116%. That’s the amount of increases in refinances compared with 1 year ago. Yes, mortgage rates have softened quite a bit this year. But will it continue? What about housing prices, will they climb or sink? Home pricing predictions for Quarter 4 and Quarter 1 of 2020 are in, and they are going to surprise you.
Before we dive into house prices and the state of the Phoenix market, let’s take a quick look at interest rates. A refinance boom is well underway, and it’s easy to see why. If you’ve bought a home in the past 3 years there’s a good chance you could save money by refinancing right now. The current rates of around 3.58% (as of today) have not been available since the end of 2016.
To keep that in perspective, the full range of interest rates in our country’s history have been as high as 18.63% in 1981 and as low as 3.31% in 2012. (30 year, fixed). That means we are just 0.27% off the record for lowest interest rates ever.
Before you jump in, remember, when you refinance a home, you do pay closing costs that can be anywhere from 1-2%. So while there are usually upfront fees, you’ll need to do some math and see how long it will take to cover that cost via reduced monthly payment and interest over the long term.
Pro Tip** – Many homeowners are eager to refinance their homes to save monthly, but will refinance their loans to a 30 year, even if they have 25 years left on their mortgage. This will of course save you extra money every month, but the smarter financial move for MOST people would be to refinance as the same or even less duration than you have left. YES, if you have 22 years left, you can refinance into a new 22 year loan, you are not stuck with only a 30 or 15. Everyone’s situation is different, just do the math and be logical about it.
Contact me if you need a recommendation for a good lender to refinance your property.
Phoenix Home Prices
Something pretty unique is happening right now. In Phoenix, while we are a year round market, there are certainly high seasons, and low seasons, the trend is usually pretty predictable. Take a look at this graph which represents the amount of ACTIVE listings in Phoenix over the past 4 years.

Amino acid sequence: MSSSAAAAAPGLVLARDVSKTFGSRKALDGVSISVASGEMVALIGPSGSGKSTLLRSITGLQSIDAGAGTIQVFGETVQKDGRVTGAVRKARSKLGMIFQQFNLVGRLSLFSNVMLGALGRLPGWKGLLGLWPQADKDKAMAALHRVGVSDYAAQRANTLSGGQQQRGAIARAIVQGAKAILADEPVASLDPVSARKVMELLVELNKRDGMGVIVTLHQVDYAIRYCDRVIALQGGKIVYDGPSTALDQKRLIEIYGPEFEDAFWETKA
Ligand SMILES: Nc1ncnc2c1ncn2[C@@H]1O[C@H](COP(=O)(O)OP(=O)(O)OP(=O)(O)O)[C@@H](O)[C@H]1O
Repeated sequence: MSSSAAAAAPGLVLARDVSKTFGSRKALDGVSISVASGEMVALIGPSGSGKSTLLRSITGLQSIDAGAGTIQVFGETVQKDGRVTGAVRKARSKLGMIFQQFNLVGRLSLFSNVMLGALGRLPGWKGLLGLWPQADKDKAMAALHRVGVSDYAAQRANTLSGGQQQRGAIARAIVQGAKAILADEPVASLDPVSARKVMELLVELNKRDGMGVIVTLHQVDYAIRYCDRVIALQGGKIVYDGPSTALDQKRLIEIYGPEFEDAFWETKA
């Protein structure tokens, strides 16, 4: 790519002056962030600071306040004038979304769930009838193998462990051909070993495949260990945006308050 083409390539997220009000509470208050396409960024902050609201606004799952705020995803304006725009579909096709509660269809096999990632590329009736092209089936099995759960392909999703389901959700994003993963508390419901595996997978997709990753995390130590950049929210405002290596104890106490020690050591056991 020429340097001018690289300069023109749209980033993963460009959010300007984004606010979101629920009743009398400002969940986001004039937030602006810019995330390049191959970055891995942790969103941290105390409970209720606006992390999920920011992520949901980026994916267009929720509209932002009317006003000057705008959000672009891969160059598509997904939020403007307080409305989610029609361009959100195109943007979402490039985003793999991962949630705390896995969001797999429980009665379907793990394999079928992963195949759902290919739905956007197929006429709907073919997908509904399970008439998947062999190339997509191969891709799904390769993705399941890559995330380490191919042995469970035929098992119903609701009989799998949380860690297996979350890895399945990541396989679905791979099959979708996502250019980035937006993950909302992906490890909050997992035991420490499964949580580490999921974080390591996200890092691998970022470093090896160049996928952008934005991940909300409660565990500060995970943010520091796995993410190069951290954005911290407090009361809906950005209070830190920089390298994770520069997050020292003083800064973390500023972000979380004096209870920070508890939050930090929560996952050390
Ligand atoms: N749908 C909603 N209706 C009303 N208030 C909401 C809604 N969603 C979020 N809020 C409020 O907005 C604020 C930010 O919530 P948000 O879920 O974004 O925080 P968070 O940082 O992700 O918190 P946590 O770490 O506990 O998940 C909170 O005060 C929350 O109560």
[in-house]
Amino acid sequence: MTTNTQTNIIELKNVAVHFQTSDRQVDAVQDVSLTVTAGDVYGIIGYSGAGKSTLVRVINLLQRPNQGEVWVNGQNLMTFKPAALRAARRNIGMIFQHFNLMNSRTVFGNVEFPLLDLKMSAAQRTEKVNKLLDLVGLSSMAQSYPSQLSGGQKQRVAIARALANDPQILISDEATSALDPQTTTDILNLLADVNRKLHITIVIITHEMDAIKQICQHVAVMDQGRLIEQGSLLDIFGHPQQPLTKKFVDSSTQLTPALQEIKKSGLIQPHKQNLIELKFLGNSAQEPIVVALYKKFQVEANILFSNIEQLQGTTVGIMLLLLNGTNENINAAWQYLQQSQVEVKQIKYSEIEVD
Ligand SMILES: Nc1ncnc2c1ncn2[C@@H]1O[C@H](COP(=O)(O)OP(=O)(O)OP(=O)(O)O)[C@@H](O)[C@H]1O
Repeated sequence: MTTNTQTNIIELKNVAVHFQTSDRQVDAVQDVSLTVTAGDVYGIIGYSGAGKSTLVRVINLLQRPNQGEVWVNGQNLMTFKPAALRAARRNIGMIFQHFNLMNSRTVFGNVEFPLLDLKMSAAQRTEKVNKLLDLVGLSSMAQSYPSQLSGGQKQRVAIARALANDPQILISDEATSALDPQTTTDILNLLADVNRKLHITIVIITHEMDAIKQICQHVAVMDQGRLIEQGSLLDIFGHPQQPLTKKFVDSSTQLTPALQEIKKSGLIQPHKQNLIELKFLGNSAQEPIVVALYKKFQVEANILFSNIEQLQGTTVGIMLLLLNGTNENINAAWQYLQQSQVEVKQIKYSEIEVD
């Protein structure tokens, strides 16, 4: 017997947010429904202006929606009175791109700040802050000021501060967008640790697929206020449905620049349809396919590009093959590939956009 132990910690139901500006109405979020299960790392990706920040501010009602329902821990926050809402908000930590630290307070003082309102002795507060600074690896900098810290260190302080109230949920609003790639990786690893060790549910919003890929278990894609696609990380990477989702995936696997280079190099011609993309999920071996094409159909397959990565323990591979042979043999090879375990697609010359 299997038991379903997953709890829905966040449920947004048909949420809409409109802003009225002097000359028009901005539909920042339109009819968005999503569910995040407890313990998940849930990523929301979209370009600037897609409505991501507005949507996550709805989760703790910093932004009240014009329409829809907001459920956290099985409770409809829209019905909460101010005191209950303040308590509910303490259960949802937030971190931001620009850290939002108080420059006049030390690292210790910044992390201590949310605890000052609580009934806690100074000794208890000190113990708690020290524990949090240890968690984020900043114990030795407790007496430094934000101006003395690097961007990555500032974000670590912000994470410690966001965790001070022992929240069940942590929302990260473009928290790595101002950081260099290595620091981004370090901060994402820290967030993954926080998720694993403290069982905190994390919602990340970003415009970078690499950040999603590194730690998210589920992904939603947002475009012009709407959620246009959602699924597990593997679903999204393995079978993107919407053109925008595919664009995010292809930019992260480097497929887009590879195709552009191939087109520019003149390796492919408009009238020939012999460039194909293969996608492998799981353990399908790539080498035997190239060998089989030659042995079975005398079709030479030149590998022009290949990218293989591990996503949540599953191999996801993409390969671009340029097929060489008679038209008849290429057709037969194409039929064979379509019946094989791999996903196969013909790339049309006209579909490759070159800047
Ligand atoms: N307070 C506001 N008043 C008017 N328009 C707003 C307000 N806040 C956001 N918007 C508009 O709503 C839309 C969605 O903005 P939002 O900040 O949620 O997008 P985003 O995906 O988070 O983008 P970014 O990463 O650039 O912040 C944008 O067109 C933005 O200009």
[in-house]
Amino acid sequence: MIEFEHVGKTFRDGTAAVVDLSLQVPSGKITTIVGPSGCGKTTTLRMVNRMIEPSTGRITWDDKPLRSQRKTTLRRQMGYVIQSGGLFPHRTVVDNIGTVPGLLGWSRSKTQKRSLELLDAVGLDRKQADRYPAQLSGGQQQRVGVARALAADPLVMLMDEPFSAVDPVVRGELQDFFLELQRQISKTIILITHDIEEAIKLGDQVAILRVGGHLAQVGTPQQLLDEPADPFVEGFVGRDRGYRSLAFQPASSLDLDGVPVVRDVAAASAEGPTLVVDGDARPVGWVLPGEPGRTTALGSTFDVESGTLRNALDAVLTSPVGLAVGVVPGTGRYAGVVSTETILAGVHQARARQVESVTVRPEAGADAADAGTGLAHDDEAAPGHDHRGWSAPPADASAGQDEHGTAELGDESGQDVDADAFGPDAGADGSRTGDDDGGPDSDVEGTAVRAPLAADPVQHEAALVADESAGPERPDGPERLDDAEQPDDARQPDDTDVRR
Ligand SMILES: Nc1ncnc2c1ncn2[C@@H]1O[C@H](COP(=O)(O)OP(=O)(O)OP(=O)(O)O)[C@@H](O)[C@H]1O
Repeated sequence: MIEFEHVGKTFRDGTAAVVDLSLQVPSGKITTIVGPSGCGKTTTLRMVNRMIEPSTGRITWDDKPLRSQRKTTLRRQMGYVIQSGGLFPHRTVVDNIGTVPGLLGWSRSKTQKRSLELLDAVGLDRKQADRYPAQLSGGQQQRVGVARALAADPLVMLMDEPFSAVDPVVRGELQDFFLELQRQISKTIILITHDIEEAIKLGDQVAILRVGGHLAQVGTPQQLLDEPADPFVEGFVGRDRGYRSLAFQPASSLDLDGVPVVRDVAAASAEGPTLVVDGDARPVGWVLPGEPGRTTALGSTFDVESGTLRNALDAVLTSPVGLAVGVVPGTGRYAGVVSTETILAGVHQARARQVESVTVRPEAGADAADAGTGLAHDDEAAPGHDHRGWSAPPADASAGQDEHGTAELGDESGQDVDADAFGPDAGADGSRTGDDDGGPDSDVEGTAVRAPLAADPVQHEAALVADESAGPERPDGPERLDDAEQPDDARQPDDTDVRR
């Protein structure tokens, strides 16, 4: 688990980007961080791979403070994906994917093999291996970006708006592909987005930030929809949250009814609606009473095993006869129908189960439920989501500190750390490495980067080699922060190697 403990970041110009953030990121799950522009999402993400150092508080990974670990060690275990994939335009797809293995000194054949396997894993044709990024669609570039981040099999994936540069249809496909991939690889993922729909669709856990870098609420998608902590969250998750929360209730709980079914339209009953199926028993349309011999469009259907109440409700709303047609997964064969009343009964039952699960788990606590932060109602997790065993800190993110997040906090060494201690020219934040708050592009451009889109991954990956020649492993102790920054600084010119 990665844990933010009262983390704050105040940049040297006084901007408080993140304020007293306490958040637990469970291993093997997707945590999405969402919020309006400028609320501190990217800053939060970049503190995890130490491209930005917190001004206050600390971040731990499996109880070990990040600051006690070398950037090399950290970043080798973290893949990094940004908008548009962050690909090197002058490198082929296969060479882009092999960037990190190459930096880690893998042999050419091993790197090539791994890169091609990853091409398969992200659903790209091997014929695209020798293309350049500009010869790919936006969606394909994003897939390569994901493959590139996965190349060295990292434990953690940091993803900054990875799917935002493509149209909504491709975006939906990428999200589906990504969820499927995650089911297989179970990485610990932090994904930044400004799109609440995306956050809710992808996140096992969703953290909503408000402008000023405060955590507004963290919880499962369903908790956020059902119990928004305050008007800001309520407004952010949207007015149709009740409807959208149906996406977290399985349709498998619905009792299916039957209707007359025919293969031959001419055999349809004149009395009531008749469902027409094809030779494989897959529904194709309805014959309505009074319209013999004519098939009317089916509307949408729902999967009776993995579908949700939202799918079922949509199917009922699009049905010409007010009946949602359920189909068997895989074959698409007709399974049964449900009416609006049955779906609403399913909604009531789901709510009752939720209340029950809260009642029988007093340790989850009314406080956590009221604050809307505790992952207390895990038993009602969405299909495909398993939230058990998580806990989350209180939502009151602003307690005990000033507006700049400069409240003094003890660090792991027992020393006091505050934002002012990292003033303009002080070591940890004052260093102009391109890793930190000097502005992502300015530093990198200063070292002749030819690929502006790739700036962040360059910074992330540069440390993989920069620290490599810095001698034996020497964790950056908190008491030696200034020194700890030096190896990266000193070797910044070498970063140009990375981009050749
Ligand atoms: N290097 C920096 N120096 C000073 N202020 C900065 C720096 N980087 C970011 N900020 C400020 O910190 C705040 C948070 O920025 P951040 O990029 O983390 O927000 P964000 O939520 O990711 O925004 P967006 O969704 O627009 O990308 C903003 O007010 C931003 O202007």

We start the year off at a low, then in the spring time it increases to peak sometime between April June. July and August bring a gradual decline, then a small pop in September through November, followed by a steep drop off in December.
This year, (in green) while we are following that pattern, we are seeing FAR less active listings on the market than previous years.
So while demand has slowly picked up due to the near record low interest rates, supply has vanished. It doesn’t take long to figure out high demand with low supply can causes prices to soar.
Supply and demand is the heart of what makes the real estate market tick. To track this for Arizona, I use the detailed analytics of the Cromford Report and the Cromford Market Index.
The Cromford Market index measures supply and demand for the major cities in the valley. A baseline number of 100 represents a balanced market, where buyers demand is matched by seller’s inventory, and prices remain unchanged. A number above 100, represents a sellers’ market. The higher the number, the stronger the sellers’ market. Alternatively, a number below 100, represents a buyers’ market.
Hopefully you are with me thus far, because there are some really important signs we are seeing from tracking this index. Typically a surge in the index, is not reflected in prices for several months down the line. As demand changes, it takes a while for the market to respond, new prices to be set and the uptrend started.
This past July and August, when we typically see the index lowering, we’ve actually seen a tremendous INCREASE. The market index average of all cities is over 200 for the first time since 2005. For reference, the Phoenix real estate market index peaked at over 300 at the height of “the bubble”. We are a LONG ways away from that sort of demand, but an average of 200 is very significant, as this is the highest demand levels we’ve seen in Phoenix in 14 years.
Here are some other statistics for you.
Demand is 8% above normal, while supply is 43% below normal
Active Listings: 13,609 versus 16,222 last year – down 16.1%
Pending Listings: 6,350 versus 5,262 last year – up 20.7%
Median Sales Price: $280,000 versus $262,000 last year – up 6.9%
So what’s the takeaway? Well, there is a really high probability this means prices are going to jump in the coming months/year. Assuming this trend continue through the end of the year and through the holidays, by the time the spring buying season comes around in 2020 buyers might be trampling over each other to get into homes.
Is it a good time to buy? Sell? Both if you ask me. Buying now during a traditionally slower time before a nice increase in values next year could be good way to start off your home ownership, it might be difficult next year. Not to mention locking in historically low interest rates if you were to buy now. But it’s also a good time to sell. Low inventory means buyers may pay more for your home, it may sell quicker, and you probably have a nice amount of equity built up.
Of course, we don’t ever know exactly what the market will do, or how long the trends will continue. There are always outside factors that can influence the real estate market. (2020 Election year?) For the foreseeable future, Phoenix area property values should continue to rise.